Thursday, November 04, 2010

Nestled In The Fertile Plain

You wanna talk old? Let's discuss Pompeii.

Many of the descriptions of the following photos are going to be from a guide book we were given when we arrived, I will put that text in italics. Most of us know the general story of Pompeii, from school books or TV and it's fascinating. What's even more fascinating, is that the site where Pompeii lies, receives approximately 2,500,000 visitors each year!

Pompeii rises on a plateau of Vesuvian lava, overlooking the Sarno river valley, at whose mouth was once a busy port. The origins of the city are uncertain; the oldest reports date from the end of the 7th and the first half of the 6th century BC, when the first ring of tufa walls, called "pappamonte", was built around an area of 156.9 acres. In 62 AD, a violent earthquake struck the whole Vesuvian area and reconstruction of the area took a very long time (17 years), when Vesuvius suddenly erupted on the 24th of August, 79 AD and buried it under ash and rock.
It was rediscovered in the 16th century, but exploration did not begin until 1748. This photo shows part of the Basilica. Built in the second half of the 2nd century BC, as part of the plan to create monuments throughout the city. The building was dedicated to administering justice and for business negotiations.
We arrived at Pompeii under the threat of rain. The skies were dark and the atmosphere felt very gloomy. I'm actually glad it was overcast, because everything we read said that if you go on a sunny day, be sure bring water and an umbrella, as there are no areas for shade and there are no vending machines or areas to buy beverages (although they did have a cafeteria/snack bar which looked extremely out of place).

Walking the streets gave the feeling of what it might have been like to be there, as they're exactly the same as they were centuries ago.

These photos were taken in the House of the Small Fountain. Almost all of the rooms open onto the atrium; an area sumptuosly organized so that the guest would become aware of the host's social status immediatly upon entering. The walls of the peristyle (garden surrounded by a colonnade of porticos) are richly decorated with frescoed landscapes and maritime buildings.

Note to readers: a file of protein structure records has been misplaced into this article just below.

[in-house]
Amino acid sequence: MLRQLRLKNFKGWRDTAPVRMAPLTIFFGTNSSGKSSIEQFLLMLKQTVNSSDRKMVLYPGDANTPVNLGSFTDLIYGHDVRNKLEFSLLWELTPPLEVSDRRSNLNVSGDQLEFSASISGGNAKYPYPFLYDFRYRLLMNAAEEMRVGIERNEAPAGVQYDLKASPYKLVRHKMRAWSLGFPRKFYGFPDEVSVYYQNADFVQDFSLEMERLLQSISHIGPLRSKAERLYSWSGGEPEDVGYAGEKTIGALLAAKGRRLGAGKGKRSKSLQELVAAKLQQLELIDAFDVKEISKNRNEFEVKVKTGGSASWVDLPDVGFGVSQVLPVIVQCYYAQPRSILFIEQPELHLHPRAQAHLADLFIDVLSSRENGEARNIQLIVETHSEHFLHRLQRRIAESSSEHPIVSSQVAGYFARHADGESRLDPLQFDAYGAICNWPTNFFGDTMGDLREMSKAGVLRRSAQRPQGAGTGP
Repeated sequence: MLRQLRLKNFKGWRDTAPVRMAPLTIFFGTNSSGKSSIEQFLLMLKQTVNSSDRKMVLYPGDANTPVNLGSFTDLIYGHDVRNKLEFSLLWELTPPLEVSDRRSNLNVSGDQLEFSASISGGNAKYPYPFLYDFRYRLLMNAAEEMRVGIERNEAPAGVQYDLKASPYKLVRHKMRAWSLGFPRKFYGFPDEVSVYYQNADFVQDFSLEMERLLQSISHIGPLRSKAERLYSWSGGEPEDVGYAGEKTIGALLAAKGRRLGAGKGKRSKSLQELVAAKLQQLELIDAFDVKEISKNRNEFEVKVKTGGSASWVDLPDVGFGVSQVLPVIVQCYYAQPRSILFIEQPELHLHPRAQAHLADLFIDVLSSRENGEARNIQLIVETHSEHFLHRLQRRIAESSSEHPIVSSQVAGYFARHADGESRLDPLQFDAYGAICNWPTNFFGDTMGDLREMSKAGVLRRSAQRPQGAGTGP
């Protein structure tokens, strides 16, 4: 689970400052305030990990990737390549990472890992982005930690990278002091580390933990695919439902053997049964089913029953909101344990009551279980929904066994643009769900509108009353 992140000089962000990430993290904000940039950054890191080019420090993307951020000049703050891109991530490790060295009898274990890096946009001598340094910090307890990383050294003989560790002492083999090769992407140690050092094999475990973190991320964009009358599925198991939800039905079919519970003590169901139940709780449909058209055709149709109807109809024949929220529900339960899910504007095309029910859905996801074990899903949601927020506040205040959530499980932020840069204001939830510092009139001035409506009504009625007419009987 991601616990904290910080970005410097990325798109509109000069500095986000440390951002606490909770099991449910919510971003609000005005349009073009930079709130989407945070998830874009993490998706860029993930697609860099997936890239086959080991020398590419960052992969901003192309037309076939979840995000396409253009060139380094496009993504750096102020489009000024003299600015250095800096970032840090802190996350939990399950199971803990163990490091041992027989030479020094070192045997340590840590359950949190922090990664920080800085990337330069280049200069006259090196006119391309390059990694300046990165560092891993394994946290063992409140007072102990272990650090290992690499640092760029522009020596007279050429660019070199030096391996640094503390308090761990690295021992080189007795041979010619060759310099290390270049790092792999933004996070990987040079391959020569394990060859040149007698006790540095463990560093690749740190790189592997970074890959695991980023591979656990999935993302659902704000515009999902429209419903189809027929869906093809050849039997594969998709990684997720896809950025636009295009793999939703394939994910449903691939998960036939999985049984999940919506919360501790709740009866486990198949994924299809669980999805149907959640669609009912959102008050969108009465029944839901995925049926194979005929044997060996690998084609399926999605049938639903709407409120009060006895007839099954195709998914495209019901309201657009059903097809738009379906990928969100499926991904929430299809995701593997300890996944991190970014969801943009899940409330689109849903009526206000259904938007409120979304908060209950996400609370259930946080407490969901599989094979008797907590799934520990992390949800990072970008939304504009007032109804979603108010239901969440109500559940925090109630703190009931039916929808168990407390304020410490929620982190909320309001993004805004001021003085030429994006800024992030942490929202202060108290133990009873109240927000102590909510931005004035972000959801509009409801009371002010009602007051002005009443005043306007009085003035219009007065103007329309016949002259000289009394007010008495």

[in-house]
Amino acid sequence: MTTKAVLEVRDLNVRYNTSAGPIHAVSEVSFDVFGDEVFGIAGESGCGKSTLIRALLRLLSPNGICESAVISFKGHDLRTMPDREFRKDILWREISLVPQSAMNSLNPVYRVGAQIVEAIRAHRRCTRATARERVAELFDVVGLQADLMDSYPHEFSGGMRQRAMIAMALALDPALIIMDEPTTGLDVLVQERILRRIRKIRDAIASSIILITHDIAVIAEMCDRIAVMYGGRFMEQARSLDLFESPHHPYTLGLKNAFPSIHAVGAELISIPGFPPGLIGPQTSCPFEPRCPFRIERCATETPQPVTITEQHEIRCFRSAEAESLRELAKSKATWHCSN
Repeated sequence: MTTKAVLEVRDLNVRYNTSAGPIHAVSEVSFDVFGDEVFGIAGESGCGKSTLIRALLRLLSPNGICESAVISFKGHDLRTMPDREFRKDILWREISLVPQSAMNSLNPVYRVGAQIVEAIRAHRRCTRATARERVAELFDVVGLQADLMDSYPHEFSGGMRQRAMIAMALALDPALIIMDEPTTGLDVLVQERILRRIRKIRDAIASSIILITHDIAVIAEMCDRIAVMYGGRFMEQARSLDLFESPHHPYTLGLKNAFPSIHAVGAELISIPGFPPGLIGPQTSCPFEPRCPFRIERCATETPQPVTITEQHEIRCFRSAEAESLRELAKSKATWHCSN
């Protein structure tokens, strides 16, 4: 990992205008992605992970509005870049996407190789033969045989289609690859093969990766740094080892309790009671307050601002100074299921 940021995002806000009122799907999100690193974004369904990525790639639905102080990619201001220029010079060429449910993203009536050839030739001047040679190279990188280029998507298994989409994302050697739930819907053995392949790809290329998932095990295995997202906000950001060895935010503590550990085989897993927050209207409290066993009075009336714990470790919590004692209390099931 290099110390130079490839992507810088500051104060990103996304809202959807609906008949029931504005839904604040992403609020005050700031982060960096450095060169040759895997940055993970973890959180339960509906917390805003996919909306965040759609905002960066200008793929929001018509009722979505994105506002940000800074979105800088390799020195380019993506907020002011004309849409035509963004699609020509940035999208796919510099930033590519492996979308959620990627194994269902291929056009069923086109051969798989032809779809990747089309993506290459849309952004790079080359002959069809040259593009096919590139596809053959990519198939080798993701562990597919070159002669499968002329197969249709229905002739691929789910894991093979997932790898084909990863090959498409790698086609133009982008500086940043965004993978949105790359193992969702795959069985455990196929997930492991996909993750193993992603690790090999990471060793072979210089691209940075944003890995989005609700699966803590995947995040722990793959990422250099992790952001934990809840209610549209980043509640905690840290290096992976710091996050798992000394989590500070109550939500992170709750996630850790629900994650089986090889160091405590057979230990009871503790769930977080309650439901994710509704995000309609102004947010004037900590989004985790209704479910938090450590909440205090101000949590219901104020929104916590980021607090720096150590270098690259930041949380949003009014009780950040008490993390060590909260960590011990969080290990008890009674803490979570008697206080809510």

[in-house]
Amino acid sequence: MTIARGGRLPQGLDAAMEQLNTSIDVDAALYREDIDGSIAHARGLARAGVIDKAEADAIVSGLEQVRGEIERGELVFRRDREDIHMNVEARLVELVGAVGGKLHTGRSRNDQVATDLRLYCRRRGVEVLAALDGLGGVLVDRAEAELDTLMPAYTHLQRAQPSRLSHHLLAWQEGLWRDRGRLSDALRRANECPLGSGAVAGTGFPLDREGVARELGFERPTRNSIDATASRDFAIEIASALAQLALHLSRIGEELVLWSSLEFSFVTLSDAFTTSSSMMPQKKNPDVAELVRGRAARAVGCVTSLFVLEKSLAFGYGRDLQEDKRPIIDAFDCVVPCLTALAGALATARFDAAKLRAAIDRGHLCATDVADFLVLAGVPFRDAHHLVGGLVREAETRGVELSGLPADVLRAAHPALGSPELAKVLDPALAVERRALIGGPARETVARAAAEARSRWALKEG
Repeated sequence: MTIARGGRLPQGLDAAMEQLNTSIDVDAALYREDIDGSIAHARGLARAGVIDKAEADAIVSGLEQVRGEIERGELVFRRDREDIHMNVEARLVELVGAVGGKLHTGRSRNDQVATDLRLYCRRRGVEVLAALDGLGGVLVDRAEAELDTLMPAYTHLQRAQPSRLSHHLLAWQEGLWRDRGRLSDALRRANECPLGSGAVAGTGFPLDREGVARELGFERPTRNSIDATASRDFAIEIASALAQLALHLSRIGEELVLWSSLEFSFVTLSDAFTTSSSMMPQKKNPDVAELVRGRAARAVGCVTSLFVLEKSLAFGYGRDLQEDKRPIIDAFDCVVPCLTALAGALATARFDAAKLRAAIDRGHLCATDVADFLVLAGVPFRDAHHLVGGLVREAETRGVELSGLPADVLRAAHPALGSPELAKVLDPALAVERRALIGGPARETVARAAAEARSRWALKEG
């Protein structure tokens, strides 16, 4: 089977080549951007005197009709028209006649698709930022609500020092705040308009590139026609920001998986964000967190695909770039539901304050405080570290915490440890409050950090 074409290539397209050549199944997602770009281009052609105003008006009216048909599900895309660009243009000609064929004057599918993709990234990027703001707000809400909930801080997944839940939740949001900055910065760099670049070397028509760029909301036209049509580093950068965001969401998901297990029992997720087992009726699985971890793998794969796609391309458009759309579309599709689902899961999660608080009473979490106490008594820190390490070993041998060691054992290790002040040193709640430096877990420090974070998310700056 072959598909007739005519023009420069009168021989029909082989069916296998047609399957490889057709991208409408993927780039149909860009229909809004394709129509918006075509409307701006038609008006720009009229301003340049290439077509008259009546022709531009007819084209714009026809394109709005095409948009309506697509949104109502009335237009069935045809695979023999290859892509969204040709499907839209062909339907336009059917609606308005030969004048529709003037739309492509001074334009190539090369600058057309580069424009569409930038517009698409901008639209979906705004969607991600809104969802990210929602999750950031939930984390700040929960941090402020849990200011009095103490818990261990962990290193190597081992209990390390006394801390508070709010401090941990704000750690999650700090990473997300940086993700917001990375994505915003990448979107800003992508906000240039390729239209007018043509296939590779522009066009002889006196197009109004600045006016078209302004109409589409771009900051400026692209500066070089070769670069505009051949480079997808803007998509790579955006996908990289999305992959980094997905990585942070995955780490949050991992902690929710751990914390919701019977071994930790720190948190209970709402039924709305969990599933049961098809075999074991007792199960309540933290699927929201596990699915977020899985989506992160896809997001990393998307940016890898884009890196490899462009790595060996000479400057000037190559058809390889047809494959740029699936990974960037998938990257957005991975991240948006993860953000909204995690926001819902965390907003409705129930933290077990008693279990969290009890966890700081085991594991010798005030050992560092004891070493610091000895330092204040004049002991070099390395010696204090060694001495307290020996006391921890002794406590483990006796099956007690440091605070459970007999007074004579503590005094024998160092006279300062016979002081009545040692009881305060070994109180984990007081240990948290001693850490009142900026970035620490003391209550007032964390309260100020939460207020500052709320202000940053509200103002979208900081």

The pieces of the mosaic were miniscule and beautiful. Use of the fountain-nymphaeum, covered with mosaics and decorated with sculptures, became widespread in the middle of the 1st century AD.
Every building we visited, was along one of these stone roads. The layout of the city was so precise and so advanced, not what I would expect from such an ancient place.
It was organized with facilities that any large city would have. According to Wikipedia, "Pompeii was a lively place, and evidence abounds of literally the smallest details of everyday life...besides the forum, many other services were found: the Macellum (great food market), the Pistrinum (mill), the Thermopolium (sort of bar that served cold and hot beverages), and cauponae (small restaurants). An amphitheatre and two theatres have been found, along with a palaestra or gymnasium. A hotel (of 1,000 square metres) was found a short distance from the town; it is now nicknamed the Grand Hotel Murecine."